4. Comptrollers position in the 1980s
a. Renewed expansive view
b. Most significant innovation concerned Glass-Steagall prong and
bank-eligible securities, and new derivatives (mainly swaps):
Comptroller ruled that it was within the business of banking to
deal in any derivatives if the underlying property was bankeligible
c. Led to the emergence of banks as central players in the swaps
markets as market makers, dealers, traders, counterparties,
etc.
d. \Later view expanded with respect to equity, commodity, and
credit default swaps, to allow bank activity even where
underlying property was not bank eligible
e. Broad view accepted, but unclear what the parameters of
standard were
f.

Best statement is in Interpretive Letter 494


i
ii
iii
iv

whether the activity is similar to the types of activities permitted by


the Act and not expressly prohibited;
whether the activity is a generally adopted method of banks or one
in which banks have traditionally engaged;
whether the activity in question has grown out of the business needs
of the country, or would promote the convenience of the banks
business for itself or for its customers;
whether the activity is usual and useful to the bank, or is expected of
the bank, in performing its functions in the current competitive climate.

5. VALIC decision of Supreme Court (1995) resolved matter in favor of


Comptroller/banks, holding what constitutes business of banking is
within the discretion of the Comptroller under Chevron decision.
a. Comptrollers discretion must be exercise within reasonable
bounds
b. Decision upheld authority of national banks to broker (market)
annuity contracts

29

2012 Stanley I. Langbein


c. Key footnote said travel agency business would be outside
reasonable bounds
B. NATIONAL BANKS: GLASS-STEAGALL AND INVESTMENT SECURITIES
1. Statutory language imposes three sets of restrictions on national banks
with respect to investment securities
a. Underwriting
b. Dealing (i.e., market making)
c. Holding as investment (obligations of any one issuer limited to
10% of the banks capital)
2. Statute then relaxes restrictions as to three categories of securities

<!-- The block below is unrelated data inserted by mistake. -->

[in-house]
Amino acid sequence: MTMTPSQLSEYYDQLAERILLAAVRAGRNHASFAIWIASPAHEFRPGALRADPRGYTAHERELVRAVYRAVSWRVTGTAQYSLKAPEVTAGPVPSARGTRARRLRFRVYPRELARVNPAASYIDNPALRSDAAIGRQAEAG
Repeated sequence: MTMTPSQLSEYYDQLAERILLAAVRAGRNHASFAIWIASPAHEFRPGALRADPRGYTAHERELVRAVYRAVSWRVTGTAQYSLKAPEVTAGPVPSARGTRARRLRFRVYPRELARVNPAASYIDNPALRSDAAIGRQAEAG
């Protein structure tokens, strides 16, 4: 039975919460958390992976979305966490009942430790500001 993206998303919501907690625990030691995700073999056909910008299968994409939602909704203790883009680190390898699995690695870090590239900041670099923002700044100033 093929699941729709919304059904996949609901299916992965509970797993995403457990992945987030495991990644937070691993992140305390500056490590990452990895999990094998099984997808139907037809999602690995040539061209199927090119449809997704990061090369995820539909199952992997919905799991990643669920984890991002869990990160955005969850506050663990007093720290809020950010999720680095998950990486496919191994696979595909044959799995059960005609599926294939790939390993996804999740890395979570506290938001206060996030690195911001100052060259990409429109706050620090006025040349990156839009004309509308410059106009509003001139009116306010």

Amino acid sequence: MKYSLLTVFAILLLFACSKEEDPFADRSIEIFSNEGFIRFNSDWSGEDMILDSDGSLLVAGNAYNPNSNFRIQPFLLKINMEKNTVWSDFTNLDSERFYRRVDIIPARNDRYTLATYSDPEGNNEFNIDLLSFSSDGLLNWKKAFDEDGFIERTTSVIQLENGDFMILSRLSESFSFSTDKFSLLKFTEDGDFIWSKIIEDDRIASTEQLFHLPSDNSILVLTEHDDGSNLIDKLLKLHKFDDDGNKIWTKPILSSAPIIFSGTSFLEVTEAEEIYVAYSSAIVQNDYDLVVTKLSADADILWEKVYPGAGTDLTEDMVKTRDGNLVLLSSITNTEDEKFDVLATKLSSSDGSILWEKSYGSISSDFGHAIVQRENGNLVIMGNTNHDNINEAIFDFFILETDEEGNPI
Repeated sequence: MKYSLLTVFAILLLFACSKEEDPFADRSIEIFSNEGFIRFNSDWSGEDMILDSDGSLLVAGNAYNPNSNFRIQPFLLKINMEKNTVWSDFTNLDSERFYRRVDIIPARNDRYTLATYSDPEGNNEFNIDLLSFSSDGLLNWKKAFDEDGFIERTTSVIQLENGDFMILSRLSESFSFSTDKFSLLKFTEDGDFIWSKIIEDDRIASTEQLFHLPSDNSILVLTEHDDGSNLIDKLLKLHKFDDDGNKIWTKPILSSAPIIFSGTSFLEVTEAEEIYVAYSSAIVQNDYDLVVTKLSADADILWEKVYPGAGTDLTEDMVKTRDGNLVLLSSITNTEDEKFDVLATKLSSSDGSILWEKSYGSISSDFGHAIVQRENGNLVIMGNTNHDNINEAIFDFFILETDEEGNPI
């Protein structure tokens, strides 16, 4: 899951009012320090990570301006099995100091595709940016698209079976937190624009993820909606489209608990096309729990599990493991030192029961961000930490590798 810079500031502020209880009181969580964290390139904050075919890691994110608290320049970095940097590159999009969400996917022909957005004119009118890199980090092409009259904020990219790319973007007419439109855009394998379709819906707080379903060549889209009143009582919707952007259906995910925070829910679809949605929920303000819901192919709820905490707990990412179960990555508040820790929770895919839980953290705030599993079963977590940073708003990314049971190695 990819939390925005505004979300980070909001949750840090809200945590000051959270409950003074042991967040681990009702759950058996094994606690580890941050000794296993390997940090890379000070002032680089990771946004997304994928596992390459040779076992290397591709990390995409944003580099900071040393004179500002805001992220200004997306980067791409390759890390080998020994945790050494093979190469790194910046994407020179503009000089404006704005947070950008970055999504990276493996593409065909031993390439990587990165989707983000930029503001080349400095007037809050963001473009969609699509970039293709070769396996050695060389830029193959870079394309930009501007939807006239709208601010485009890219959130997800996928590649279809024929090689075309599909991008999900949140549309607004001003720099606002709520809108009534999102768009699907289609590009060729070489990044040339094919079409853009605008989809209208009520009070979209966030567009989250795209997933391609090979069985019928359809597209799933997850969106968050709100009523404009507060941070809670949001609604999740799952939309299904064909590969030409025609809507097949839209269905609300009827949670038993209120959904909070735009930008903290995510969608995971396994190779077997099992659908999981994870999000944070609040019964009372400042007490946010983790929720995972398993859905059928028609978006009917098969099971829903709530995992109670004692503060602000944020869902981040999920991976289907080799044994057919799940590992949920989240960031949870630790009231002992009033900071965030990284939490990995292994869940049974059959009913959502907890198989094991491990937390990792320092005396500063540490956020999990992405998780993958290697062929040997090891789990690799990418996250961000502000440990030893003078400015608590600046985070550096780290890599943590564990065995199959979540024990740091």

a. U.S. government obligations and general obligations of state and
local governments are generally exempt from all 3 restrictions
b. Obligations of certain international multilateral lending facilities,
e.g., the World Bank, Asian Development Bank, etc., are exempt
from the underwriting and dealing restrictions, but subject to the
10% limit on bank holdings
c. Other obligations (including foreign government obligations) are
subject to all 3 limitations
3. 1984 statute added another category, which now includes certain
mortgage securities and Small Business Investment Company
securities, which are the obverse of the second category they are
subject to the underwriting and dealing restrictions, but free of the
10% limitation
4. Regulations (12 C.F.R 1.2-1.3) define these as types of securities
a. Type I are free of all 3 restrictions (mostly government
securities).
b. Type II may be underwritten and dealt, but are subject to the
10% limitation.
c. Type III are other categories, subject to all 3 restrictions.
d. Type IV are the obligations subject to the underwriting-dealing
restriction, but free of the 10% limitation.
e. Regulations define a Type V, comprising pass-through
obligations, backed by any of the other 4 categories, which are
subject to whatever restrictions apply to the obligations backing
them; in addition, these obligations are subject to a limitation in
total of 25% of banks capital.
5. Under the regulations, all holdings (including Type III) must be
investment grade and marketable, as defined by the regulations.
a. Prior to Dodd-Frank, regulations defined investsment grade
with respect to ratings of national statistical rating organizations
(NSROs).
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2012 Stanley I. Langbein


b. Section 939A of Dodd-Frank directed all agencies to review their
regulations, and eliminate any references to or dependency on
NSRO ratings.
c. Comptroller amended regulations to replace ratings-based
determination with subjective standard.
d. New standard imposes compliance costs, especially hard on
smaller banks, who must now observe detailed guidance on
due diligence to be performed with respect to all obligations to
determine whether they are investment grade, as newly